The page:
Analysis of and reflections on recent cases and rulings.

Date01 April 2022
AuthorBeavers, James A.

Gross Income

Illegal tax shelter seller finds no shelter in stock forfeiture provision

A taxpayer's stock in an S corporation was not subject to a substantial risk of forfeiture due to a forfeiture provision in a restricted stock agreement because it was unlikely the forfeiture provision would ever be enforced.

Background

John M. Larson, a CPA and a senior manager at a large accounting firm, and John Pfaff, a CPA and partner with the same firm, left their firm in 1997 and formed Presidio Advisors LLC. Another employee of the accounting firm, Kerry Bratton, joined them. David Makov, a stockbroker, also joined these three at Presidio Advisors a short time later.

On Aug. 10, 1999, Larson incorporated Morley, an S corporation for federal income tax purposes during the years relevant to this case. On the same day, Larson, Pfaff, and Makov, through Morley, formed Presidio Advisory Services LLC (Presidio). They also later formed Presidio Growth LLC (Presidio Growth). Through Presidio and Presidio Growth, the three men began to market a tax shelter using the bond linked issue premium structure (BLIPS) strategy.

In a BLIPS tax shelter, investors would buy an interest in a strategic investment fund set up and partially owned by an entity of the shelter promoter (here Presidio Growth) and make a premium loan consisting of a principal amount and a substantial additional premium with an above-market interest rate. The promoter would use the loan proceeds to place a short position, speculating that certain foreign currencies would lose value.

The investor in the BLIPS investment would treat the obligation to repay the premium portion of the loan as contingent and not as a liability for outside basis purposes. This ostensibly would allow the investor to claim a highly inflated basis in assets distributed to the investor from the strategic investment fund, which was created as part of each BLIPS investment, and claim large losses on the sale of those assets. Larson, Pfaff, and Makov sold over 100 BLIPS investments in 1999 and 2000.

On Aug. 10, 1999, Morley formed an employee stock ownership plan (ESOP) and a related trust for its employees, with Larson, Pfaff, Makov, and Bratton as trustees. The IRS recognized the ESOP in May 2000. Larson, as president of Presidio, adopted the Morley ESOP on behalf of Presidio as a "participating employer." As of Dec. 31, 1999, and Dec. 31, 2000, there were nine participating employees vested in the Morley ESOP, including Larson, Pfaff, and Makov. Except for these three, the participants were employed by Presidio, not Morley.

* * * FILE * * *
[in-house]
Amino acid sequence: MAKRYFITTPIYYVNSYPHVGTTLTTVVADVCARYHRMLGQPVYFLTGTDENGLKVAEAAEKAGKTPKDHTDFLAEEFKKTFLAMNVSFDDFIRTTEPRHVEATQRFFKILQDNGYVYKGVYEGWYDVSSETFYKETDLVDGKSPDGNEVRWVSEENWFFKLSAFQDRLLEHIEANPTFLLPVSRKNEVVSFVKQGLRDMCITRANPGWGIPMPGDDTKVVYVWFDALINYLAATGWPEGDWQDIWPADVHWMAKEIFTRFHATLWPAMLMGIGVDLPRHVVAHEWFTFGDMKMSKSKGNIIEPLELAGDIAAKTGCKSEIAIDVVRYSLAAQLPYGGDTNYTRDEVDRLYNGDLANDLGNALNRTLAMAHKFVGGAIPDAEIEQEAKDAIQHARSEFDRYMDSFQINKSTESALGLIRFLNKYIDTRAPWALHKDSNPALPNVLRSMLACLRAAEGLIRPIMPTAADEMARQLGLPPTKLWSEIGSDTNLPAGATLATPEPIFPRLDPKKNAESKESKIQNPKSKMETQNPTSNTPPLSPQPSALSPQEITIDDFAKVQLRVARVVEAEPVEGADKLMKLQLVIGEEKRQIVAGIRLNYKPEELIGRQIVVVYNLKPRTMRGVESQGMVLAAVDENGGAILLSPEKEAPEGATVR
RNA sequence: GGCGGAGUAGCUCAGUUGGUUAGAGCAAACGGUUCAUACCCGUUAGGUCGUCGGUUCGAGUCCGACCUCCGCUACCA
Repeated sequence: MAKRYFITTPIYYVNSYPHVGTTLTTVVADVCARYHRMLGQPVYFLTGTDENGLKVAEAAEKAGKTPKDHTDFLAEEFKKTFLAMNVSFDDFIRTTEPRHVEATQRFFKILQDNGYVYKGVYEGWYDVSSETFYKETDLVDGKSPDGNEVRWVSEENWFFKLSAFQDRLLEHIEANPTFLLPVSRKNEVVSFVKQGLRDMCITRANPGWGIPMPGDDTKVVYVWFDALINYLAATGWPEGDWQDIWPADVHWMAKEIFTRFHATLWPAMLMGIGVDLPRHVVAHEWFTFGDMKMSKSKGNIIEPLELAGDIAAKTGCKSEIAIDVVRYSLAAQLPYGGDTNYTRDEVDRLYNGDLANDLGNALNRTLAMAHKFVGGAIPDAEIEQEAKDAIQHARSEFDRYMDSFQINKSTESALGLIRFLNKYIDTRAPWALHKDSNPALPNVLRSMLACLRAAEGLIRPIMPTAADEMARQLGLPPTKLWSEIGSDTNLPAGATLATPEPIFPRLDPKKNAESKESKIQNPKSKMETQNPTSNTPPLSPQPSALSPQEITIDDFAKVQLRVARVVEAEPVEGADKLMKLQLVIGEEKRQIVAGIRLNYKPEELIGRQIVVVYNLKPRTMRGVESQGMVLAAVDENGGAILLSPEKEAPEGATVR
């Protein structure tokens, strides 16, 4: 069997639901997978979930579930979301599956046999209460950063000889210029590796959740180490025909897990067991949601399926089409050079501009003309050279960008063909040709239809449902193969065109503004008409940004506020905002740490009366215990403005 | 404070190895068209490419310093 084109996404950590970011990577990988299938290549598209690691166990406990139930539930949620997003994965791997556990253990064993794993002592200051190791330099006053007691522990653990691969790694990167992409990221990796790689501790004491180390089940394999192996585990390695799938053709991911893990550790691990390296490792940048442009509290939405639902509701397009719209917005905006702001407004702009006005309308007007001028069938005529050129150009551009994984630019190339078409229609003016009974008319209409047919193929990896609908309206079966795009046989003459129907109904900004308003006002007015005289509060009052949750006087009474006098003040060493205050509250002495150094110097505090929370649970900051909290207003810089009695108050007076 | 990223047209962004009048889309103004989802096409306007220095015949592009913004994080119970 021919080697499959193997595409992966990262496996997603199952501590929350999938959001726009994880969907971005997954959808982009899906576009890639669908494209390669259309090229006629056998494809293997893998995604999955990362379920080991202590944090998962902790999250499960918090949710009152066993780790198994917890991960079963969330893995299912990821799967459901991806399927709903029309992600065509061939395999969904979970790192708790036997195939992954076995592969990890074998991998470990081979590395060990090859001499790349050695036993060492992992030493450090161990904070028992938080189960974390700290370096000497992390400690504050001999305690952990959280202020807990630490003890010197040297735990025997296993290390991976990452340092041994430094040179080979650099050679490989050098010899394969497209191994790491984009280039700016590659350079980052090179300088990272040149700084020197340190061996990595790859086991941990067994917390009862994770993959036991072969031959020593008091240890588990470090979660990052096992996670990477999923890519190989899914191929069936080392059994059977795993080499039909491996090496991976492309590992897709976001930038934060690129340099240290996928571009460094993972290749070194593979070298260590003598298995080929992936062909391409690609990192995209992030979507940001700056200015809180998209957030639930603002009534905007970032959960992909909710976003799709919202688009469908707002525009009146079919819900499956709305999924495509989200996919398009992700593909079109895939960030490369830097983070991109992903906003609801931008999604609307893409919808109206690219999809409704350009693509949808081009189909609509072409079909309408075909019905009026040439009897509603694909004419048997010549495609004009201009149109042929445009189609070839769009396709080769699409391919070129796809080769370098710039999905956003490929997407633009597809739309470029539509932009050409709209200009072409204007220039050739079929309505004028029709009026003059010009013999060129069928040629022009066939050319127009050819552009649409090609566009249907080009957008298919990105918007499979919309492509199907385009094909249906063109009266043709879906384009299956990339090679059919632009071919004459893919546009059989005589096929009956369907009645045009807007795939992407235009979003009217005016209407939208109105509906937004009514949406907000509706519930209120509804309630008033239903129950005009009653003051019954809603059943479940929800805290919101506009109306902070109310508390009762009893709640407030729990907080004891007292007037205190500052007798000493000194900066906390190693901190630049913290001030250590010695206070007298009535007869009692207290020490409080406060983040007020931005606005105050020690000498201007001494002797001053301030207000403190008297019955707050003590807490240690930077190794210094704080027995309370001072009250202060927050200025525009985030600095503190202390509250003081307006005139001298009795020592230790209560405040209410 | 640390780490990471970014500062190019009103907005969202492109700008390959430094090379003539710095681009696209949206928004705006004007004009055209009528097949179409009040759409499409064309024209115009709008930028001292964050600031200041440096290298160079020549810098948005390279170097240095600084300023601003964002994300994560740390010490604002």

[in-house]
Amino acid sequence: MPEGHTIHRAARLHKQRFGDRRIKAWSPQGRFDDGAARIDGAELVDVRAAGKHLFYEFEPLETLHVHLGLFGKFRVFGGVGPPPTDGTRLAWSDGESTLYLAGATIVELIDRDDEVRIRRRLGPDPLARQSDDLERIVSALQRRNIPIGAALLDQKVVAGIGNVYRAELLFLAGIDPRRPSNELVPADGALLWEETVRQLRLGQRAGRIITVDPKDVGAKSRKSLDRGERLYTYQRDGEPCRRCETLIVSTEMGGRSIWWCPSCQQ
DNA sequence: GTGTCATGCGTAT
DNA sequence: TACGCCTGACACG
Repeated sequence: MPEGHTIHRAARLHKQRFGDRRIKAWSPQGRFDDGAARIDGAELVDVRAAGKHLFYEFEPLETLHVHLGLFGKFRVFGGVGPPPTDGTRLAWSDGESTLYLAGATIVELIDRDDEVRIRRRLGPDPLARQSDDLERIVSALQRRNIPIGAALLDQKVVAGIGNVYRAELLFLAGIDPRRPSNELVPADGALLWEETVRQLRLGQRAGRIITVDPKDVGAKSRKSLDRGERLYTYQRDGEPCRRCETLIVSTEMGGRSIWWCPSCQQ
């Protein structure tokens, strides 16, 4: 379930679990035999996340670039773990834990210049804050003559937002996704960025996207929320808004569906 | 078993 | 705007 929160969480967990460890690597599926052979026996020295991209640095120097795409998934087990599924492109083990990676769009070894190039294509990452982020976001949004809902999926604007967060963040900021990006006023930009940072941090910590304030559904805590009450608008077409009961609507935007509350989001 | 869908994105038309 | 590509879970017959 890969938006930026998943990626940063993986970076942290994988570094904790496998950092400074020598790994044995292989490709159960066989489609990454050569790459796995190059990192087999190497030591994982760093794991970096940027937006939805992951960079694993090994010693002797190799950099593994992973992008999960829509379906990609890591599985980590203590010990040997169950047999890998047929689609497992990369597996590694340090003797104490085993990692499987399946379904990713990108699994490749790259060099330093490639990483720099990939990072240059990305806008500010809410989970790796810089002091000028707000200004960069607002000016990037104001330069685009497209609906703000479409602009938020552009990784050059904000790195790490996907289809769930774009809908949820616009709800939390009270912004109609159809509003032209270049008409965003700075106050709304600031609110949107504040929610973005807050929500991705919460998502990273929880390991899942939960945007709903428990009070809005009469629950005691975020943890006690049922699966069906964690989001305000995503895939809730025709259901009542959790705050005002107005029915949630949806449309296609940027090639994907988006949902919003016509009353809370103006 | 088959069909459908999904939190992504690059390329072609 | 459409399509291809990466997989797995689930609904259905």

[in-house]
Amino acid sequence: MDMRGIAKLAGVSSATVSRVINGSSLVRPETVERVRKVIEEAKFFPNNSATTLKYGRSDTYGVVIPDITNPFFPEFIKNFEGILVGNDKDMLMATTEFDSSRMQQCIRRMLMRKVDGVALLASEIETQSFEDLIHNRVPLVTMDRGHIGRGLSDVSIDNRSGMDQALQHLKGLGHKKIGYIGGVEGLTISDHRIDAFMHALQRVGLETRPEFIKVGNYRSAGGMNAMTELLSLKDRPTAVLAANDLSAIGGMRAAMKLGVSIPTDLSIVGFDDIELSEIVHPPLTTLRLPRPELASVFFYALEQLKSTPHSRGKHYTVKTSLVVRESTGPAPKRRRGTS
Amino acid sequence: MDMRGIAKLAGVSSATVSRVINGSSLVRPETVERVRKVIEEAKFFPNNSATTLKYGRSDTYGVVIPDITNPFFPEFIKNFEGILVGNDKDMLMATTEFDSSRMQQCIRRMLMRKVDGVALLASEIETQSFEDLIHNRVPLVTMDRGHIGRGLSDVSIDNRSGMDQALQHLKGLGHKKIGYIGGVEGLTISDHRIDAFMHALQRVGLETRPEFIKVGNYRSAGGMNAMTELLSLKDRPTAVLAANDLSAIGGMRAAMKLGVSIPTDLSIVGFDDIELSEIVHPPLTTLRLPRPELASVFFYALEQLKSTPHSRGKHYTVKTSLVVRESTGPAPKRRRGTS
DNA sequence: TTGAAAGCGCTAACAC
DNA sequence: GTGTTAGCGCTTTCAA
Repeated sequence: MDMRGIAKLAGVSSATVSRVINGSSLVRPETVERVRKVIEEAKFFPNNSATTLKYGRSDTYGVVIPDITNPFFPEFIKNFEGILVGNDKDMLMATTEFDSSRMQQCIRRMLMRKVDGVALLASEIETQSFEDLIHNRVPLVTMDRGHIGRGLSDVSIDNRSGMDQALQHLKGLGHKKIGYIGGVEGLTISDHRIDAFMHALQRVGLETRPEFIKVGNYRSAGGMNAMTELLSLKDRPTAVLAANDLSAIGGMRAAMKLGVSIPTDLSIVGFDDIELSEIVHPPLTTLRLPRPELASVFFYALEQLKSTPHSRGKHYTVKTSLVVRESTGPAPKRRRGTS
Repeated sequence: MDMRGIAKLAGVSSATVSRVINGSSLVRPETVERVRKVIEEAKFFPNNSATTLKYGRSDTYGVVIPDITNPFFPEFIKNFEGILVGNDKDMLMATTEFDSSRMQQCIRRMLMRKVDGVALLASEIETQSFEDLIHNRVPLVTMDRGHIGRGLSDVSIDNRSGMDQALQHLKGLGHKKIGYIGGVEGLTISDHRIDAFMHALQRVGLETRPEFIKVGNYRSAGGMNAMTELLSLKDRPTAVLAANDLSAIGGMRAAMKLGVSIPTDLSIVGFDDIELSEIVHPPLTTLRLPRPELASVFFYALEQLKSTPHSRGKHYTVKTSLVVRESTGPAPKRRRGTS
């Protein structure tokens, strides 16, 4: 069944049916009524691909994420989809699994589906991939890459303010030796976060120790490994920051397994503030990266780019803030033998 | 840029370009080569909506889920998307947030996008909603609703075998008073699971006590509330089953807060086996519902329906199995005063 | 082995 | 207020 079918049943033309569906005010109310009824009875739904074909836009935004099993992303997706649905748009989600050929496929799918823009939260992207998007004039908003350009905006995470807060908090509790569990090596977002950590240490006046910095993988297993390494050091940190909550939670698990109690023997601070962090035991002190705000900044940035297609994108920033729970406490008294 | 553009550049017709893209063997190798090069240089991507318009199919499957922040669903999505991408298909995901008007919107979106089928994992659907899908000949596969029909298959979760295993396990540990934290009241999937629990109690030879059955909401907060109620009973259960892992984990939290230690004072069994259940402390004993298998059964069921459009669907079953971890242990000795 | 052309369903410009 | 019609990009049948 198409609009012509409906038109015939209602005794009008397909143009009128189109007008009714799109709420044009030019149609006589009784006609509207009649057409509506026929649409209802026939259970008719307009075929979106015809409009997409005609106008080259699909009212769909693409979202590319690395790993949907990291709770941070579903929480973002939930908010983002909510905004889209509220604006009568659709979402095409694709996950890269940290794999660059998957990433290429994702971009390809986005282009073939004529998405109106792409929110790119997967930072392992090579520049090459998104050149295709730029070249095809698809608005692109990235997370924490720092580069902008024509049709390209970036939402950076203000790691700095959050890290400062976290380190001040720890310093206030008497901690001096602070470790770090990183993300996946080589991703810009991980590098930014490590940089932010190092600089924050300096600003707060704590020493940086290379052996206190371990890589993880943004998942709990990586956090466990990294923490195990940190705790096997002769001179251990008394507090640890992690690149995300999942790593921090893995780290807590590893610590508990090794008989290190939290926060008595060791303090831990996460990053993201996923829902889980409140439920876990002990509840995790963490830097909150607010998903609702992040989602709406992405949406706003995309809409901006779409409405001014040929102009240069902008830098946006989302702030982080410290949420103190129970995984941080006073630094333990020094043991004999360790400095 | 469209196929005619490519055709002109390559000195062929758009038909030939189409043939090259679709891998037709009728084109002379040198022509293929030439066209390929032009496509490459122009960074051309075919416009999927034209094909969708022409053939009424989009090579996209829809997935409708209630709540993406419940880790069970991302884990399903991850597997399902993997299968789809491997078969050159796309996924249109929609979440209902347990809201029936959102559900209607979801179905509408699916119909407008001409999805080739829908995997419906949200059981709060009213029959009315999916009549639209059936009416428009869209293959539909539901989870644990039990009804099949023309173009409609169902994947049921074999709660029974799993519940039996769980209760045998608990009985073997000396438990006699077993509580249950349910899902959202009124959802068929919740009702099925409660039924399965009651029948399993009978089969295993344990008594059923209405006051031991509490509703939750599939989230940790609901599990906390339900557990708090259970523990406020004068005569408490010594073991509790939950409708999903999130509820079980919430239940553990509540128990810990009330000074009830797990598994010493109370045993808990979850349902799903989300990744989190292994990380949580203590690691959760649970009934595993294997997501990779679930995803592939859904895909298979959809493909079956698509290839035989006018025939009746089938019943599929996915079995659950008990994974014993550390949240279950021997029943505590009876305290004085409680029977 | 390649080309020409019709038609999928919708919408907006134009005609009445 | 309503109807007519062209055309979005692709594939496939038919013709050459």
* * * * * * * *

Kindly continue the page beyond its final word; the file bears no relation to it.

When Morley was formed, Larson, Pfaff, and Makov each signed an employment agreement with Morley that included a section titled "restricted stock agreement." This section stated that each man's respective grantor trust would receive shares of common stock of Morley and ownership of that stock would be governed by restricted stock agreements.

Each restricted stock agreement provided that the shareholder of Morley stock could not assign, transfer, mortgage, pledge, encumber, hypothecate, or otherwise dispose of any of the Morley shares without consent of 100% of the Morley shareholders. If the employee shareholder was terminated with or without cause before Aug. 10, 2002, he was deemed to have offered to sell all of his shares of Morley stock. The shareholders could end the agreement by written consent to termination by 100% of the shareholders of outstanding voting common stock. If Morley received a written notice of consent to termination, it was required to promptly deliver copies of the written notice to all its shareholders.

The alleged purpose of the agreements was to retain Makov, who had a history of job-hopping. Makov did not want to be singled out in this respect, so Larson and Pfaff also signed agreements. However, Larson was aware that if the stock forfeiture provisions in the restricted stock agreements were respected, he, Pfaff, and Makov would be able to defer receiving the income that would otherwise be passed through to them by Morley.

The good times for Presidio, unfortunately, did not last long. In Notice 2000-44, the IRS advised that purported losses from tax shelters such as BLIPS were not bona fide and did not reflect actual economic consequences and that penalties might be imposed on the promoters of these transactions. After that, Larson, Pfaff, and Makov ceased selling BLIPS transactions, wrapped up existing deals, and began laying off employees.

As a result of the notice, Makov's work for Presidio slowed to such an extent that Larson believed there was no reason to provide an incentive for Makov to stay. On Jan. 2, 2001, Larson, Pfaff, and Makov released the forfeiture restrictions on their shares of Morley stock. They did not release the restrictions as trustees of the Morley ESOP, nor did they resign their positions as trustees of the Morley ESOP before terminating their stock restrictions.

The provisions regarding the written consent to the termination of the Morley stock forfeiture restrictions in the restricted stock agreements were not followed. Presidio employees were unaware that Larson had released the stock forfeiture restrictions, and they did not vote to release those restrictions. Larson did not retain outside counsel for the ESOP to protect its interest. At trial, Larson testified that he did not know he had fiduciary obligations as an ESOP trustee to the Morley ESOP and its...

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